Among a total of 32,000 consumer complaints received by the Consumer Financial Protection Bureau (CFPB) in 2021, only approximately 300 of those complaints — under 1% — had to do with the subject of reverse mortgage loans. This is according to the Bureau’s recently-released Consumer Response Annual Report, compiled under the authority of the Dodd-Frank Wall Street Reform and Consumer Protection Act which gave birth to the CFPB.
This report follows a recent analysis by RMD which took a closer look at reverse mortgage-related complaints processed by the CFPB since the beginning of the COVID-19 coronavirus pandemic in March of 2020, which indicated that while a small share of total mortgage-related consumer complaints the Bureau received, reverse mortgage complaints still accelerated during the pandemic period.
During the 2021 calendar year, the CFPB received approximately 32,000 complaints related in some way to the mortgage industry. The Bureau then sent 84% of these complaints (approximately 26,900) to the companies they were directed to, while 10% of them were forwarded to different federal regulatory agencies. 5% of the mortgage complaints received were determined not to be actionable in the CFPB’s view.
Companies responded to 98% of the complaints they received, while 88% of the complaints were closed with a company explanation. 3% of complaints were closed with non-monetary relief, while 4% were closed with some kind of monetary relief.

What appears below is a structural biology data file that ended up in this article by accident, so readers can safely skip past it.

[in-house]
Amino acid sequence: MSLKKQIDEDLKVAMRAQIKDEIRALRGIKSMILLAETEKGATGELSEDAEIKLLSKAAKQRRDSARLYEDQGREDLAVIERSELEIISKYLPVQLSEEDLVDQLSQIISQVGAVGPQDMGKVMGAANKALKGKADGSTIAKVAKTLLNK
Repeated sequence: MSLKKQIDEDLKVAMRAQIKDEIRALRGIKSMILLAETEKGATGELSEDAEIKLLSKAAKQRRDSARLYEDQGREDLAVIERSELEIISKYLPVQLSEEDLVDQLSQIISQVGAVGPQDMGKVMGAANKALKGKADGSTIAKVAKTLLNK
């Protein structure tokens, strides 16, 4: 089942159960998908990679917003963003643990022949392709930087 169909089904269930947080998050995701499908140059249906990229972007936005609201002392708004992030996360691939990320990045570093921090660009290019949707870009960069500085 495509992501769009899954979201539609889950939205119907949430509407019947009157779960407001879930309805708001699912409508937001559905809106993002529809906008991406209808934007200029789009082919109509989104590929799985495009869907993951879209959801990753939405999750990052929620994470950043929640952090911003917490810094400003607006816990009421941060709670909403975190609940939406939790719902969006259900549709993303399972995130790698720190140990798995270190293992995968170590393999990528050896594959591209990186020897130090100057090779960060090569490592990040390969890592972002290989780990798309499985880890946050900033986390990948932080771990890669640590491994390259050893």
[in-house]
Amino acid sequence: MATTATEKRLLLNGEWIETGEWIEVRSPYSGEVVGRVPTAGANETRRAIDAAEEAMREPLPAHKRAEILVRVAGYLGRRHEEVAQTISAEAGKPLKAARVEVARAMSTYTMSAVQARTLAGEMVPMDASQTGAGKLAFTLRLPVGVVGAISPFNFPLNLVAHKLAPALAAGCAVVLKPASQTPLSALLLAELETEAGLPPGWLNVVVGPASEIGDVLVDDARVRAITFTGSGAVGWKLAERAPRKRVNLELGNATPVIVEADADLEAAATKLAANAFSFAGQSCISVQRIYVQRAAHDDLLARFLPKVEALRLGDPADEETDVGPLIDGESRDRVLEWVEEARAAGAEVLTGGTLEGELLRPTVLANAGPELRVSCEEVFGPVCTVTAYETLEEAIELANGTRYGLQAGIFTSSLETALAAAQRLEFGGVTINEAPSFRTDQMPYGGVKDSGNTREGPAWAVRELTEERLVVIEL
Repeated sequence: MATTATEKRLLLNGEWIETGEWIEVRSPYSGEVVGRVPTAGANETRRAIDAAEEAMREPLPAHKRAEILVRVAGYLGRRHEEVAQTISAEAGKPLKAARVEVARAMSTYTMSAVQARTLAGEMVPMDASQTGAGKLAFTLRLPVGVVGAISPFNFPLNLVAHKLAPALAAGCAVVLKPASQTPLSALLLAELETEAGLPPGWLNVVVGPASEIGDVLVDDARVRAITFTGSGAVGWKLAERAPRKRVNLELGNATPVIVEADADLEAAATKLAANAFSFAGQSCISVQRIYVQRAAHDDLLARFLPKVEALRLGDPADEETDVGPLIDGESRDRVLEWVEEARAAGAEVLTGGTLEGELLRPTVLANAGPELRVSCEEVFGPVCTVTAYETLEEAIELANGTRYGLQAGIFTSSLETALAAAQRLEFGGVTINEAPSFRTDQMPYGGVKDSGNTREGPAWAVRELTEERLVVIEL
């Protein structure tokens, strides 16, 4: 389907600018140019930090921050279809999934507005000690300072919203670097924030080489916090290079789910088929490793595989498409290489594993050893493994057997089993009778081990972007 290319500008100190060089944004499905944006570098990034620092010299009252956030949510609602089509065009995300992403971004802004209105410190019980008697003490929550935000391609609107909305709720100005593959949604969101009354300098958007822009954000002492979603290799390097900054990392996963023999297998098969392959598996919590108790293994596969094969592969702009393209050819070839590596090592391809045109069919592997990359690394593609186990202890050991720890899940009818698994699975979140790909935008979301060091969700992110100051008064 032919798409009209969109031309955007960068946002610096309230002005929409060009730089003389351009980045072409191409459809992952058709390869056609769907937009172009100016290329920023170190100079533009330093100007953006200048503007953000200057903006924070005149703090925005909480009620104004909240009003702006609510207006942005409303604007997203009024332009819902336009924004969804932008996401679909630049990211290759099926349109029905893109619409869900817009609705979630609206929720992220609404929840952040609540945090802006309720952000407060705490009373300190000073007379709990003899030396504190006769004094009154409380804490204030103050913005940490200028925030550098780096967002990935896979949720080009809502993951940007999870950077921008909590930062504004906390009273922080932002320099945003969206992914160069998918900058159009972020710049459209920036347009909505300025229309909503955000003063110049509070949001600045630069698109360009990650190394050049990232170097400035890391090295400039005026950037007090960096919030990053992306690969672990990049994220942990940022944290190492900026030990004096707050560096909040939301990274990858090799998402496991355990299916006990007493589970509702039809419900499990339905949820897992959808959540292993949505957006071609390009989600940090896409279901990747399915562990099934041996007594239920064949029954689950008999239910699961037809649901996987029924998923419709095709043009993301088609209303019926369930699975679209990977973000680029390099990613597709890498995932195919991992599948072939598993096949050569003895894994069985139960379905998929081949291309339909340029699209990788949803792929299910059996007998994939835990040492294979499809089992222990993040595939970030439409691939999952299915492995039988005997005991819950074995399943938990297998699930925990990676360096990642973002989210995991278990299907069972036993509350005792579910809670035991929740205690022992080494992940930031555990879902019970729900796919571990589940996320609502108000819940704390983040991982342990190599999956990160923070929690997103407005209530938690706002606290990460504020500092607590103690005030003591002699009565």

“Companies provided an administrative response for 1% of complaints,” the report explains. “As of February 1, 2022, 1% of complaints were pending review by the company. Companies did not provide a timely response for 2% of complaints.”
Among those mortgage-related complaints in which “the compan[ies] confirmed a commercial relationship with the consumer and responded with an explanation or relief,” 94% of such complaints were initiated by the consumer only after they unsuccessfully attempted to deal directly with the company themselves. At that point, consumers submitted their complaints to CFPB.
In general, the volume of mortgage-related complaints increased in 2021 according to the CFPB analysis.
“Among the types of mortgages consumers identified in their complaints, the monthly average for conventional home mortgages increased 13% compared to the monthly average for the prior two years,” the Bureau describes in the report. “The monthly average for VA mortgage complaints increased 17% compared to the monthly average for the prior two years.”
As was also the case in RMD’s analysis of reverse mortgage complaint data earlier in the year, the most common complaint stemmed from “trouble during the payment process,” the report says.
“Complaint volume about this issue peaked in early 2021 before generally declining for the
remainder of the year,” CFPB explained in the report. “Similarly, complaint volume for the mortgage issue applying for a mortgage or refinancing an existing mortgage peaked in early 2021 before declining for the remainder of the year. Part of this trend may be explained by the increase in origination activity and consumers attempting to take advantage of lower interest rates.”
Reverse mortgage-specific issues
Reverse mortgage issues have long represented a minority of mortgage-related complaints received by the CFPB, with similar thresholds of roughly 1% having been recorded as far back as 2016. However, reverse mortgages also represent a very small fraction of the broader mortgage market, and the amount of complaints tend to fluctuate commensurately with the size of the reverse mortgage industry.